In thinking about new approaches to teaching creative writing, approaches that don’t rely so much on the idea of “craft” (more on this in another post) as they do on exploration, close reading, and method (or practice), I thought I’d take a look at Yoko Ono’s Grapefruit. Known as conceptual art, this collection of “event scores,” instructions for art, or events, rather than the art itself, might seem like a ridiculous thing to use in a creative writing class, but I think it offers a few different possibilities.
The most obvious way to use this book is as an introduction to conceptualism (and Fluxus). An exercise in imitation might ask students to imitate the style, method, and form of the event scores in the book by creating similar impossible (or improbable) artworks by describing them. Pretty straightforward, but what’s the goal of such an experiment? As an experiment in form and creativity, the experiment asks students to imagine something they couldn’t or wouldn’t normally do. For example, in “HIDE-AND-SEEK PIECE” Ono asks readers to “Hide until everybody goes home./Hide until everybody forgets about you./Hide until everybody dies.” Not something anybody is likely to actually do, but by imagining situations, or events, students are pushed away from the usual way of thinking about poetry and fiction. At least that’s the idea.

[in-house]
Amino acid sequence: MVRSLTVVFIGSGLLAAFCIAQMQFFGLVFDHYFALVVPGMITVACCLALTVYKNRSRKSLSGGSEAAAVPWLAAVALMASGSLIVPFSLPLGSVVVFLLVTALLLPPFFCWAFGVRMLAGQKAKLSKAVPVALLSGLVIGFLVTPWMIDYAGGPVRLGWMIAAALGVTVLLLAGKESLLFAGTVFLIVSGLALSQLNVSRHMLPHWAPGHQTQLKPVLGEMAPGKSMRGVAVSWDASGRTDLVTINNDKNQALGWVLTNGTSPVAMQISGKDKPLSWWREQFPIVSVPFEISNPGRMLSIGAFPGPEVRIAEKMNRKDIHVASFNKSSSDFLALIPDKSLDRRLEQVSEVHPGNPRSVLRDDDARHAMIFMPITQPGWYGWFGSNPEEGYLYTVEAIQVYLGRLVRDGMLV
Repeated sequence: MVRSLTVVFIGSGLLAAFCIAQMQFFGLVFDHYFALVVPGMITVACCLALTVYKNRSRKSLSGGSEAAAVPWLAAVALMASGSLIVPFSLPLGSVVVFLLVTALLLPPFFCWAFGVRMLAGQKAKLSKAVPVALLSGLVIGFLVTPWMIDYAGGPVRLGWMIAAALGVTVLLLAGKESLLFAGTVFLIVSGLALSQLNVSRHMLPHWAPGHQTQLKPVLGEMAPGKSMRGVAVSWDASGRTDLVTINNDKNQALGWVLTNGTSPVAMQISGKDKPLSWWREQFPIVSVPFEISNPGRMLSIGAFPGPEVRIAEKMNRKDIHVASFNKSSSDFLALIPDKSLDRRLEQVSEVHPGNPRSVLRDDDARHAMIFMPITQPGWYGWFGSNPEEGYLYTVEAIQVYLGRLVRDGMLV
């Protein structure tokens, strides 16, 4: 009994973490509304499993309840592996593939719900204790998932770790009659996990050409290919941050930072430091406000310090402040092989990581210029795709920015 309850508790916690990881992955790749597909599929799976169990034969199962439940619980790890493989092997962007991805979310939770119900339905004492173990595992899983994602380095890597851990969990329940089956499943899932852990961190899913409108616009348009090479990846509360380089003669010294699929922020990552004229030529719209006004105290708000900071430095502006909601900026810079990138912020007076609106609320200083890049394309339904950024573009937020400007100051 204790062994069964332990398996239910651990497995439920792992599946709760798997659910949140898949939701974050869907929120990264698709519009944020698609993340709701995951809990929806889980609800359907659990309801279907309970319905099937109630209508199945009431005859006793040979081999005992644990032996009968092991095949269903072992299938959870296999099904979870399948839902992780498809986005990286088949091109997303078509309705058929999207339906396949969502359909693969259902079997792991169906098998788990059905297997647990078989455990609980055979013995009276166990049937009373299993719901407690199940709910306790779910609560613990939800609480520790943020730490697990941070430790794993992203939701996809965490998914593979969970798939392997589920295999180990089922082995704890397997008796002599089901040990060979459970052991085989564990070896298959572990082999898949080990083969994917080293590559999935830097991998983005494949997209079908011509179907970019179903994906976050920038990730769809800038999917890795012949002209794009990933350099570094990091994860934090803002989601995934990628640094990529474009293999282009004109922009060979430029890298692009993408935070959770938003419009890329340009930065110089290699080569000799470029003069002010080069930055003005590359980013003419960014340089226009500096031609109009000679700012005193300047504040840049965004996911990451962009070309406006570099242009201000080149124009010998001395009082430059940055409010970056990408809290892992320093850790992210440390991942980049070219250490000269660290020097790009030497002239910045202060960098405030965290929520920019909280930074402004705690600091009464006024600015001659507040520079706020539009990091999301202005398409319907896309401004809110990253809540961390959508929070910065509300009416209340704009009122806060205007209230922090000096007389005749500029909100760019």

A second thought is to use these as prompts–what would a story generated by “HIDE-AND-SEEK PIECE” look like? Taken a step further, could students devise scores for experiments they might actually perform, and then write about (or not). Maybe these scores would start to look like CAConrad’s somatic experiments. I’m thinking about the more “doable” pieces in Grapefruit. For example, using “PAINTING TO EXIST ONLY WHEN IT’S COPIED OR PHOTOGRAPHED” (“Let People copy or photograph your/paintings./Destroy the originals.”) students might exchange detailed descriptions of locations and/or people and then copy each other’s work, letting the original serve as inspiration for a distorted, degraded, or enhanced “copy” of another piece of writing. What would a “copy” of a photograph in writing look like? While not a lot of the experiments in Grapefruit lend themselves to this sort of thing, plenty do. I’m thinking about using a combination of these experiments in my class this fall.
The Fluxus Performance Workbook
Yoko Ono – Eyeblink (1966) – via UbuWeb